3) Application attacks: in this case, the attacks, instead of hitting the server or the distribution network in its entirety, focus on particular weak points or actual flaws in the server/distribution network.

4) Fragmentation attacks: the mechanism of this attack differs from the previous ones because instead of saturating the network, its purpose is to exhaust the system’s computing resources in an ingenious way. The access requests that arrive, in fact, are not complete but fragmented so that the attacked server uses a large part of its computing power in an attempt to reconstruct the incomplete “information packets” but without succeeding; It is not uncommon for some hackers to decide to use two or more types of attacks at the same time, to have greater security on the outcome of their criminal activity.

Some examples of fairly common DDoS attacks

Having clarified the reference macro-categories, without any claim to exhaustiveness, let’s now see some specific examples of relatively common DDoS attacks:

1) UDP flooding: the User Datagram Protocol (UDP) is a communication protocol (similar to the TCP mentioned in the previous lines) which allows an application to connect to the Internet by sending data packets. in this case, the author of the attack sends false information to UDP packets: the targeted network resource will therefore not be able to associate the UDP packet with the correct applications, consequently returning an error message. If this process is repeated over and over again, the inevitable consequence is that the system will become overloaded and stop working;

2) DNS flooding: Domain Name Servers (DNS) are computer servers that translate the URLs of websites (the full name that you type in the navigation bar) into their respective IP addresses (the numerical “labels” associated with each site) In this case, the DNS flooding attack overloads the DNS servers so that they cannot perform their function;

3) ICMP (Ping) flooding: Internet Control Message Protocol (ICMP) is an error reporting protocol commonly used by the ping diagnostic utility, which in turn is a diagnostic tool used to troubleshoot Internet connection problems. 

In other words, a website is “pinged” to check if it is possible to access it. If this is not possible, the connectivity problems will be communicated, thus facilitating the solution. Ping flooding, therefore, consists of a flood of ping requests, which in the long run, end up clogging up the system’s network bandwidth.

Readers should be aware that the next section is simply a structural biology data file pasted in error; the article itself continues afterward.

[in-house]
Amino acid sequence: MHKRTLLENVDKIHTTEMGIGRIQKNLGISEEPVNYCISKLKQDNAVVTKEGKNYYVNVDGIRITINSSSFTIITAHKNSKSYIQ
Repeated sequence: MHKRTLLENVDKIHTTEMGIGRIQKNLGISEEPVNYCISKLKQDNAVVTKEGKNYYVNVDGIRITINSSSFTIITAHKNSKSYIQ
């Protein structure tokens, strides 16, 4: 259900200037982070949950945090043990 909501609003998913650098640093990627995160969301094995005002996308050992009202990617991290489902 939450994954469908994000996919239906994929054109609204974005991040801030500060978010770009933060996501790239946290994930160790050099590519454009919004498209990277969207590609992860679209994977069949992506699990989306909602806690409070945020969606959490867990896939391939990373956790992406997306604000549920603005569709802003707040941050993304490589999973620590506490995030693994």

4. SYN flooding

A SYN request is part of a three-way handshake connection sequence performed over TCP. Don’t worry. It might sound technical, but it’s pretty simple.

First, a SYN (synchronization) request is sent to a host. The host then sends a SYN-ACK (sync-acknowledge) response. Finally, the host requesting the three-way handshake finalizes the protocol with an ACK (acknowledgement) response. This process allows the two hosts or computers to negotiate how they communicate.

A SYN flood interrupts the three-way handshake in the first part. An attacker sends multiple SYN requests from fake IP addresses or simply does not respond to the SYN-ACK response from the target. The target system continues to wait for the last part of the three-way handshake, the ACK response, for each request.

With sufficient speed and volume, it is possible to constrain the resources of the target system to create new connections: the result of all this is the denial of service (Denial of Service).

5. HTTP flooding

HTTP stands for Hypertext Transfer Protocol and is the basis of data transfer over the Internet. In fact, you should see the HTTP protocol in your browser’s address bar, where the additional “S” means secure HTTP.

Like all other protocols, HTTP uses some request types to send or request information, such as HTTP POST and GET. Generally, HTTP flooding is used when hackers acquire useful information from a website and make their tracks disappear through numerous HTTP POST or GET requests that overload the web application or server.

This method uses less bandwidth but can force servers to max out their resources.

How to be prepared for a DDoS attack